I AM, “Omniscient (Mycelium)” (Division 81)

If you want more proof that we're in a boom time for adventurous jazz (primarily emanating from Chicago, New York, and London, although Seattle's no slouch in this department), then direct your ears toward I AM, the Windy City duo of woodwinds player Isaiah Collier and drummer Michael Shekwoaga Ode. You know you're in for something extraordinary with the first track on I AM's Beyond, an 11-minute ritual called “Introduction: Take Me Beyond.” Featuring the fervid proclamations, gong hits, didgeridoo, and Tibetan singing bowls of poet/sound healer Jimmy Chan, the piece eventually folds in Collier's Hulusi flute and sopranino sax, adding to the incense-intensive air of shamanism.

From there, I AM engage in fiery battles of rolling and tumbling drums and upper-register sax whirlwinds, some late-era John Coltrane-esque bravado. This is bruising sparring by musicians for whom catharsis is paramount. During the craziest bits of “Bend of the Universe (Trust With All Your Heart),” I feared that Collier was going to burst a blood vessel in his forehead. I AM's high-energy interplay is exhilarating to the max, and I can imagine fans of noisy, aggressive rock embracing Beyond. It's also astounding to realize that I AM recorded this album in one night. (Division 81 releases it on June 10.)

“Omniscient (Mycelium)” is the closest I AM come to a funky groove on Beyond, but because they refuse to do anything conventionally, the beats smack with an oblique, glancing impact. Over these splayed slaps, Collier blows triumphal sax arabesques of dazzling power and cyclical mesmerism. They ratchet up the intensity as they proceed over the song's nine minutes, until you feel as if you've been in the ring with peak-era Mike Tyson. The emergence of I AM on the world stage makes the imminent breakup of Sons of Kemet a little easier to take. 

Jeff Greinke, “Of the Deep Sea” (Spotted Peccary)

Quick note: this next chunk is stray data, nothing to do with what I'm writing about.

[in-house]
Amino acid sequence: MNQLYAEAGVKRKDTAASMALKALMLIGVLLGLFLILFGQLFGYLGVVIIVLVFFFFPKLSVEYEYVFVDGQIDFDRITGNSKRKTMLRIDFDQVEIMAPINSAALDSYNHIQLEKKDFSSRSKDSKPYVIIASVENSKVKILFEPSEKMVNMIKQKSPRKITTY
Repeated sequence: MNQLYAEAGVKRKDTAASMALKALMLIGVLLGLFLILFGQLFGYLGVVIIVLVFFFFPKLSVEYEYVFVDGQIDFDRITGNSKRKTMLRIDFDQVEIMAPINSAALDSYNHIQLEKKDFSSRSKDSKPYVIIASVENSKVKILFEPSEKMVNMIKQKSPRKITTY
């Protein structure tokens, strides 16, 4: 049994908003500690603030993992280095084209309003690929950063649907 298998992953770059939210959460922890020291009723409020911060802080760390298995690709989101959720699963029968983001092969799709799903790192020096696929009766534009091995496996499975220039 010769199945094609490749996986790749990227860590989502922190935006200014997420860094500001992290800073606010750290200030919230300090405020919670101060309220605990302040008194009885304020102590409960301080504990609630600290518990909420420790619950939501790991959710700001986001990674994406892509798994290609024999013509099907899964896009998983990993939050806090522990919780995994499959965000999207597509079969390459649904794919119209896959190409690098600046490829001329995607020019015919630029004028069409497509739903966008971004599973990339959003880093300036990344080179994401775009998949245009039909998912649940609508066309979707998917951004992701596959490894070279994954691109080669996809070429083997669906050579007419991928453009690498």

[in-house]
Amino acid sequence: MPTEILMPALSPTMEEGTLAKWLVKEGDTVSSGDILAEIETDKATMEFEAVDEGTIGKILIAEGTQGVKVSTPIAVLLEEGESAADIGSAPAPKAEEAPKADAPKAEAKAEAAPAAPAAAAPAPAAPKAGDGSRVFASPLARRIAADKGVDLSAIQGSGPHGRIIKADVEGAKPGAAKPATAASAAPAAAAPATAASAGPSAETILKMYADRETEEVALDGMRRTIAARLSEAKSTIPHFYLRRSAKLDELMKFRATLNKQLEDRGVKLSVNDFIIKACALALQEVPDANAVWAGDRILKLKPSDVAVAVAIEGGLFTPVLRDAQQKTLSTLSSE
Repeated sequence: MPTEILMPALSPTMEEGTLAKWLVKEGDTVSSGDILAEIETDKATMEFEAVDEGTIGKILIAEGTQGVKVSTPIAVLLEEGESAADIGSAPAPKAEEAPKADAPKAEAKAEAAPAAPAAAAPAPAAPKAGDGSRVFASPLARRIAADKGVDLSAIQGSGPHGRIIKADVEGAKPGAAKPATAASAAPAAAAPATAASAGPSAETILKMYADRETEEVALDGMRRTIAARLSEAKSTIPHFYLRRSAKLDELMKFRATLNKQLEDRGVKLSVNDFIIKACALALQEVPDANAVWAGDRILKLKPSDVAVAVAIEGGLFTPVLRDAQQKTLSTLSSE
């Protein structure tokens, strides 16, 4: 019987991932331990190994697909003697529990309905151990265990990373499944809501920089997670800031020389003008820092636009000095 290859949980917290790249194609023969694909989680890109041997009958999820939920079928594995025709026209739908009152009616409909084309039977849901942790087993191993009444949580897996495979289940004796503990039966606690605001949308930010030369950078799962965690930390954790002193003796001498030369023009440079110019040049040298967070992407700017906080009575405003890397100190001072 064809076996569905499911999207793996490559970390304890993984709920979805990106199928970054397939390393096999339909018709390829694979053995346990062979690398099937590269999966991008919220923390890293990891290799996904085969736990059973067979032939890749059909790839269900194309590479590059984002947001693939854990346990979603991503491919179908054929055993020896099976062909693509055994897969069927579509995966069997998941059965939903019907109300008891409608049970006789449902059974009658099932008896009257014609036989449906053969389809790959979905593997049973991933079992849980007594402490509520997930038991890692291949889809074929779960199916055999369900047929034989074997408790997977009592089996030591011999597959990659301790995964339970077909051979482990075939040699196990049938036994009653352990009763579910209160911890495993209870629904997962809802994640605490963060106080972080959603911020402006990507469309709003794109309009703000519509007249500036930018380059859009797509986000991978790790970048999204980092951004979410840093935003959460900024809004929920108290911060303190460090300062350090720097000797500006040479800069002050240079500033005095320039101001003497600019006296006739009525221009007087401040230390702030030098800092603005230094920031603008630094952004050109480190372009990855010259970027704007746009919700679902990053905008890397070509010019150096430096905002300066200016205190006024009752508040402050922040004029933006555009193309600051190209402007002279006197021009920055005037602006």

Now based in Tucson, Arizona, former Seattle ambient/experimental musician Jeff Greinke continues to create engrossing electronic music, as his latest album, the digital-only Noctilucent, attests. The title accurately reflects the nature of these nine tracks, as they emit a nighttime glow that's subtly mysterious. It's also apropos that Greinke holds a degree in meteorology, because his music vividly evokes rich atmospheres that imperceptibly shift and exert a subliminal force on one's mood. 

While Greinke's output mostly dwells in the ambient realm, he has ventured into more percussive idioms, as evidenced by his 1992 collaboration with Rob Angus, Crossing Ngoli. On that record, the two musicians found rich seams of enigmatic, ritualistic hypnosis in the vein of Jon Hassell's Fourth World Music and Can's Ethnological Forgery series. (I also highly recommend the releases of Greinke's defunct Seattle-based group Land, who fused world music, jazz, progressive rock, and electronic music in ingenious ways.) 

Inspired by his desert walks in Tucson, Noctilucent is much more serene than Crossing Ngoli, to put it lightly. It's more of an early-morning or late-night experience—something to ease you into the day, or an aid to help you chill enough to get some shut-eye. This is not damning the record with faint praise; these two functions are among the most important to high quality-of-life standards. In these regards, Noctilucent occupies a similar role as Brian Eno and Steve Roach's deepest ambient works. That being said, much of Noctilucent could score an art-house mystery film or a documentary about the secret life of plants.

“Of the Deep Sea” stands as one of Noctilucent's most interesting pieces. Its serrated purrs, distant rumbles, and extended bell tones cohere into a richly detailed, dark-ambient masterpiece. It proves that 40 years into his musical career, Greinke is still finding rewarding ways to keep beatless music fascinating.

Jeff Greinke performs with Rob Angus at Chapel Performance Space on Sat June 4, 8 pm.